The North West Angle: how a 1783 screw-up left chunks of US territory marooned in Canada

Spot the deliberate mistake. Image: Google.

Last week I wrote a faintly ranty piece listing 13 things about the map of the US that wind me right up. A lot of people on Twitter pointed out that I'd missed a good one. So...

It's 1783. The American War of Independence is coming to a close, everyone is knackered, and among the many pressing questions facing those drawing up the peace treaty is that of the new nation's northern boundary: where United States territory stops, and British North America begins. This challenge is made all the more difficult by the fact that, west of the Great Lakes, everyone's knowledge of the region's geography gets just a little bit hazy.

But, the negotiators do what they must, and the Treaty of Paris states that the boundary will run:

“...through the Lake of the Woods to the northwestern-most point thereof, and from thence on a due west course to the river Mississippi.”

Back in 1783, the land west of the Mississippi was French territory, so this seemed to settle the matter: find the northwestern-most point of the lake, draw a line west until you hit the river, and then you’re sorted.

How you calculate the northwesternmost point of a lake: it involves drawing a lot of lines from north east to south west. Image: Strafpelaton 2/Wikimedia Commons.

There was just one problem: despite what the maps of that era showed, west of the Lake of the Woods, there was no River Mississippi. The then unknown source of the river was Lake Itasca, in the north of Minnesota about 180km south of the Lake of the Woods.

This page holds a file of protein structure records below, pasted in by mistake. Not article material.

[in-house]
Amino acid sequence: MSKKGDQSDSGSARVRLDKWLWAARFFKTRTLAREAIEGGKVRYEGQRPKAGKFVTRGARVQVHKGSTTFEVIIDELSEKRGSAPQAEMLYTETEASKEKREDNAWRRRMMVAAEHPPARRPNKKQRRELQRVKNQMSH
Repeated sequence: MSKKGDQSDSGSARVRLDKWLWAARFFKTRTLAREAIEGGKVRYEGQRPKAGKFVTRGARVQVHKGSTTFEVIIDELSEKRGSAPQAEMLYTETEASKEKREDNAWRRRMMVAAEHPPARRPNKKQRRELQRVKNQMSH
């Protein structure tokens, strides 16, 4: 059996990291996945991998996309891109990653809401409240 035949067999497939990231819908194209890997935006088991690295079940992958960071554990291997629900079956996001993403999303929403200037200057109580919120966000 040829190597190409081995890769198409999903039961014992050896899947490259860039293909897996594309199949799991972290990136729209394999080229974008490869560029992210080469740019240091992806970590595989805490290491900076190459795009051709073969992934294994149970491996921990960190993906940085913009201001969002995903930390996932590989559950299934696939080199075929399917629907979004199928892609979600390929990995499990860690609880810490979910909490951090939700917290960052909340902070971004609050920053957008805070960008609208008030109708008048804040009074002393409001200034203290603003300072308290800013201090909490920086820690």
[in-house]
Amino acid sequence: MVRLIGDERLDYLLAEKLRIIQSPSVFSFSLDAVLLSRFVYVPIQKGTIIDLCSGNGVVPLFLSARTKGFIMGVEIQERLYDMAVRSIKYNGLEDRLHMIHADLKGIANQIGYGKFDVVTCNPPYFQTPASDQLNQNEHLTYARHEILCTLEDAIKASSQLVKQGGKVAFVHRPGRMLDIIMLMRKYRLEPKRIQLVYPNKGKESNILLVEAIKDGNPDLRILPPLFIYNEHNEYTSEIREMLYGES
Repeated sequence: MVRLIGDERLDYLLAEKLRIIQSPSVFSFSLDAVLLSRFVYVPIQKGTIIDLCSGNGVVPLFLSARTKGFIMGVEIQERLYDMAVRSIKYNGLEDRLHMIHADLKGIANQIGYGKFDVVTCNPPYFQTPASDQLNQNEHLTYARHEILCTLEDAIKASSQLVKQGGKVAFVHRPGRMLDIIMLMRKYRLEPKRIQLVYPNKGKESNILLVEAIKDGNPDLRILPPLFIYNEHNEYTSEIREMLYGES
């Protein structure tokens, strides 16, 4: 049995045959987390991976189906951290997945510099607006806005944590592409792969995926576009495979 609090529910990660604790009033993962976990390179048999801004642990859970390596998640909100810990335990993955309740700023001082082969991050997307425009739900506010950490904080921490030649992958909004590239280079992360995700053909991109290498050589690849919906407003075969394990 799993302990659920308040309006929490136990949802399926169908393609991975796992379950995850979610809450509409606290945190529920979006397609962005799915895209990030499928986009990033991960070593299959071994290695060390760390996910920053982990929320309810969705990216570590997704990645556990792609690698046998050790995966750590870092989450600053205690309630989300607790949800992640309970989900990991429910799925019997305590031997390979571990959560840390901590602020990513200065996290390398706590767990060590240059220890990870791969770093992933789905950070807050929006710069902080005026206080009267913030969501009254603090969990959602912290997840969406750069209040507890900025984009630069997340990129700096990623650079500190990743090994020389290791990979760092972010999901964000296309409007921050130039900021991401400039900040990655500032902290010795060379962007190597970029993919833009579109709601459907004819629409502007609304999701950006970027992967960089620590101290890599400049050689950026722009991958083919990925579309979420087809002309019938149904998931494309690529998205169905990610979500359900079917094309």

The red pin marks the source of the Mississippi. Note that it is a surprisingly long way from Canada. Image: Google.

Later treaties would correct this somewhat, by placing the boundary to the west at the 49th parallel (that's the long straight line at the top of maps of the US). To the east, though, it was already established, so the stuff about the northwestern-most point of the Lake in the Woods stayed: the two bits of the border were linked by a straight line running north-south.

The result was a border that looks like this:

Image: Google.

Spot anything odd about that border?

Image: Google.

See it now? Here's another map, from Wikipedia.

Image: The Illusional Ministry/Wikimedia Commons.

That looks weirdly like the top right corner of the map is actually an inset, a larger version of something else on the map. It's not: it's just a part of Canada (Manitoba, to be specific) with square boundaries.

And, because those boundaries are so straight, a couple of bits of land have been cut off, and ended up in the United States.


The larger is the Northwest Angle: home to around 120 Minnesotans, who can't reach the rest of the state without either crossing a lake or going through Canada. It's only 319km2, which isn't very big; but that’s still around twice the size of Washington DC, so it’s not that tiny either.

The other cut off is Elm Point, a small cape which isn't home to anyone at all, but is nonetheless considered US territory. Both of these, incidentally, are “practical exclaves” of the US: portions of territory that can’t be reached by land without going through someone else’s country. (They’re not enclaves because Canada doesn’t completely surround them.)